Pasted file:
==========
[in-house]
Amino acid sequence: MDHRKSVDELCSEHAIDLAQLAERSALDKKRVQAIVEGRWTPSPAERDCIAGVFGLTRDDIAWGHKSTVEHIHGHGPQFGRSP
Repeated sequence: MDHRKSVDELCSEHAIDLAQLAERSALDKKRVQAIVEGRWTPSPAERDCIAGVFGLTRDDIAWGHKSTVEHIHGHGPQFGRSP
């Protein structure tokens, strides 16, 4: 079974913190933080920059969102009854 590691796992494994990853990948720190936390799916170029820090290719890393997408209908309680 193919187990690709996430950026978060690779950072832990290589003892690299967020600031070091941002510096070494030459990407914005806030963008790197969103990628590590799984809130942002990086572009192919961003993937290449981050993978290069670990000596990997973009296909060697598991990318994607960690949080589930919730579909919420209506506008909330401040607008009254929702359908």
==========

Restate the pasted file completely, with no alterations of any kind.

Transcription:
[in-house]
Amino acid sequence: MDHRKSVDELCSEHAIDLAQLAERSALDKKRVQAIVEGRWTPSPAERDCIAGVFGLTRDDIAWGHKSTVEHIHGHGPQFGRSP
Repeated sequence: MDHRKSVDELCSEHAIDLAQLAERSALDKKRVQAIVEGRWTPSPAERDCIAGVFGLTRDDIAWGHKSTVEHIHGHGPQFGRSP
């Protein structure tokens, strides 16, 4: 079974913190933080920059969102009854 590691796992494994990853990948720190936390799916170029820090290719890393997408209908309680 193919187990690709996430950026978060690779950072832990290589003892690299967020600031070091941002510096070494030459990407914005806030963008790197969103990628590590799984809130942002990086572009192919961003993937290449981050993978290069670990000596990997973009296909060697598991990318994607960690949080589930919730579909919420209506506008909330401040607008009254929702359908």